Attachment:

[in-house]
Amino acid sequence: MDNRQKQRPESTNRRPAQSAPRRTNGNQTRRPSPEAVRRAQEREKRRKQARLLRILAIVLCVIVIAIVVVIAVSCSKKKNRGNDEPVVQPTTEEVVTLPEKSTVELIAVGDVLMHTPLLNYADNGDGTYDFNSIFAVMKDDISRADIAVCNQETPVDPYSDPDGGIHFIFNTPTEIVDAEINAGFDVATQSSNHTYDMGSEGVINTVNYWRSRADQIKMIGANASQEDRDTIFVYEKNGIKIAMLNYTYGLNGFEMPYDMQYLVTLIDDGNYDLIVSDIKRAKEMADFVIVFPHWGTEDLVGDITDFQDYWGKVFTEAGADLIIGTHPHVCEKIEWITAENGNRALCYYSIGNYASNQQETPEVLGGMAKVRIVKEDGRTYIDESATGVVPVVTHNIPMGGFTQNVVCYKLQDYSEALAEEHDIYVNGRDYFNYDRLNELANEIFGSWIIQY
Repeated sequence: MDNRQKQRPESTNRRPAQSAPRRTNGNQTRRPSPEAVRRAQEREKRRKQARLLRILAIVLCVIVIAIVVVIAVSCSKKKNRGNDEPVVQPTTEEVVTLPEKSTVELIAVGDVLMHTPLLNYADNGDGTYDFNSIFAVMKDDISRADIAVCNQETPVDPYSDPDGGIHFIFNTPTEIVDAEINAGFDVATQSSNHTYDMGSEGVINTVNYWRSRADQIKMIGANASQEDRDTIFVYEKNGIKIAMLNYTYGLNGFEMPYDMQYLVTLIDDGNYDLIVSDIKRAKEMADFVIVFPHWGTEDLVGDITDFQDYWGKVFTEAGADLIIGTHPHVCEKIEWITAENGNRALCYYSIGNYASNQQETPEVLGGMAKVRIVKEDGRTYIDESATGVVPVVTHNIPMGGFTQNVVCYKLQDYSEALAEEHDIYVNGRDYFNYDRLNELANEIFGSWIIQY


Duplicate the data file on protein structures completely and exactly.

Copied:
[in-house]
Amino acid sequence: MDNRQKQRPESTNRRPAQSAPRRTNGNQTRRPSPEAVRRAQEREKRRKQARLLRILAIVLCVIVIAIVVVIAVSCSKKKNRGNDEPVVQPTTEEVVTLPEKSTVELIAVGDVLMHTPLLNYADNGDGTYDFNSIFAVMKDDISRADIAVCNQETPVDPYSDPDGGIHFIFNTPTEIVDAEINAGFDVATQSSNHTYDMGSEGVINTVNYWRSRADQIKMIGANASQEDRDTIFVYEKNGIKIAMLNYTYGLNGFEMPYDMQYLVTLIDDGNYDLIVSDIKRAKEMADFVIVFPHWGTEDLVGDITDFQDYWGKVFTEAGADLIIGTHPHVCEKIEWITAENGNRALCYYSIGNYASNQQETPEVLGGMAKVRIVKEDGRTYIDESATGVVPVVTHNIPMGGFTQNVVCYKLQDYSEALAEEHDIYVNGRDYFNYDRLNELANEIFGSWIIQY
Repeated sequence: MDNRQKQRPESTNRRPAQSAPRRTNGNQTRRPSPEAVRRAQEREKRRKQARLLRILAIVLCVIVIAIVVVIAVSCSKKKNRGNDEPVVQPTTEEVVTLPEKSTVELIAVGDVLMHTPLLNYADNGDGTYDFNSIFAVMKDDISRADIAVCNQETPVDPYSDPDGGIHFIFNTPTEIVDAEINAGFDVATQSSNHTYDMGSEGVINTVNYWRSRADQIKMIGANASQEDRDTIFVYEKNGIKIAMLNYTYGLNGFEMPYDMQYLVTLIDDGNYDLIVSDIKRAKEMADFVIVFPHWGTEDLVGDITDFQDYWGKVFTEAGADLIIGTHPHVCEKIEWITAENGNRALCYYSIGNYASNQQETPEVLGGMAKVRIVKEDGRTYIDESATGVVPVVTHNIPMGGFTQNVVCYKLQDYSEALAEEHDIYVNGRDYFNYDRLNELANEIFGSWIIQY